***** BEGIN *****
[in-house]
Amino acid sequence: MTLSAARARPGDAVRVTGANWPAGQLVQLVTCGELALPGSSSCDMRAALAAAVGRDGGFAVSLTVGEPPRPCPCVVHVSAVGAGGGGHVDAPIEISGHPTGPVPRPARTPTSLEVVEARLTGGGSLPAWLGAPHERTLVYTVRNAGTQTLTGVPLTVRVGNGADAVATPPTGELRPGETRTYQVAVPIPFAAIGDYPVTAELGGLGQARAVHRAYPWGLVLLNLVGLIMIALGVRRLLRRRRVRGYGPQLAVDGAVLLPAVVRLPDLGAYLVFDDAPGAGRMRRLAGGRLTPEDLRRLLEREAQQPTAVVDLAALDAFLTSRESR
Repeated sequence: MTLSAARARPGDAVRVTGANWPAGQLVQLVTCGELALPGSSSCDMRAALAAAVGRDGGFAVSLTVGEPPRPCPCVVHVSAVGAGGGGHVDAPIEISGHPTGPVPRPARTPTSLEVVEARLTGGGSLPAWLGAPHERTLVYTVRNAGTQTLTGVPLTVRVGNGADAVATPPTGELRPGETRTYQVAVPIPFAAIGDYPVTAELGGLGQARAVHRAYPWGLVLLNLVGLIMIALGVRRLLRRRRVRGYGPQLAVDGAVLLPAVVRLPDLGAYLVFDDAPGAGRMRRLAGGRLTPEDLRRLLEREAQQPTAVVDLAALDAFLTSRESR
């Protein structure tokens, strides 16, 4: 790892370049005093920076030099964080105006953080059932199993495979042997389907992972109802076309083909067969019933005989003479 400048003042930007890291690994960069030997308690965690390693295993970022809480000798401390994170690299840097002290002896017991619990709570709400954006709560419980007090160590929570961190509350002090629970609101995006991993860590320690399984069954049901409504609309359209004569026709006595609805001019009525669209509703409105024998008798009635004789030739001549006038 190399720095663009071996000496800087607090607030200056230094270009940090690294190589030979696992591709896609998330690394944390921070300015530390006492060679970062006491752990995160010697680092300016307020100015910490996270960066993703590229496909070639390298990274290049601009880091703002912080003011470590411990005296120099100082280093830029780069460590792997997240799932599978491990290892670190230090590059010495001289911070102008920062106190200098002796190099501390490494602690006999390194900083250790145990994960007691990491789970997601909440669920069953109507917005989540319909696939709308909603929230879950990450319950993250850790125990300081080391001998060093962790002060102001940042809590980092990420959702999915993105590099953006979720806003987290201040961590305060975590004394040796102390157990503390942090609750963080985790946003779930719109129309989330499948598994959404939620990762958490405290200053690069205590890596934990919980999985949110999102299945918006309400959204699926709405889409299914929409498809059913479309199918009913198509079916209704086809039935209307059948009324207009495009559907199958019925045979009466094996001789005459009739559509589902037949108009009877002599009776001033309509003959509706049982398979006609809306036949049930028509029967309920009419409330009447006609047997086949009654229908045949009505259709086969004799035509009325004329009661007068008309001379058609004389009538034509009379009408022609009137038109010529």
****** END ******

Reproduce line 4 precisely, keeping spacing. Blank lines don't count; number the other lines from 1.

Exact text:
């Protein structure tokens, strides 16, 4: 790892370049005093920076030099964080105006953080059932199993495979042997389907992972109802076309083909067969019933005989003479 400048003042930007890291690994960069030997308690965690390693295993970022809480000798401390994170690299840097002290002896017991619990709570709400954006709560419980007090160590929570961190509350002090629970609101995006991993860590320690399984069954049901409504609309359209004569026709006595609805001019009525669209509703409105024998008798009635004789030739001549006038 190399720095663009071996000496800087607090607030200056230094270009940090690294190589030979696992591709896609998330690394944390921070300015530390006492060679970062006491752990995160010697680092300016307020100015910490996270960066993703590229496909070639390298990274290049601009880091703002912080003011470590411990005296120099100082280093830029780069460590792997997240799932599978491990290892670190230090590059010495001289911070102008920062106190200098002796190099501390490494602690006999390194900083250790145990994960007691990491789970997601909440669920069953109507917005989540319909696939709308909603929230879950990450319950993250850790125990300081080391001998060093962790002060102001940042809590980092990420959702999915993105590099953006979720806003987290201040961590305060975590004394040796102390157990503390942090609750963080985790946003779930719109129309989330499948598994959404939620990762958490405290200053690069205590890596934990919980999985949110999102299945918006309400959204699926709405889409299914929409498809059913479309199918009913198509079916209704086809039935209307059948009324207009495009559907199958019925045979009466094996001789005459009739559509589902037949108009009877002599009776001033309509003959509706049982398979006609809306036949049930028509029967309920009419409330009447006609047997086949009654229908045949009505259709086969004799035509009325004329009661007068008309001379058609004389009538034509009379009408022609009137038109010529």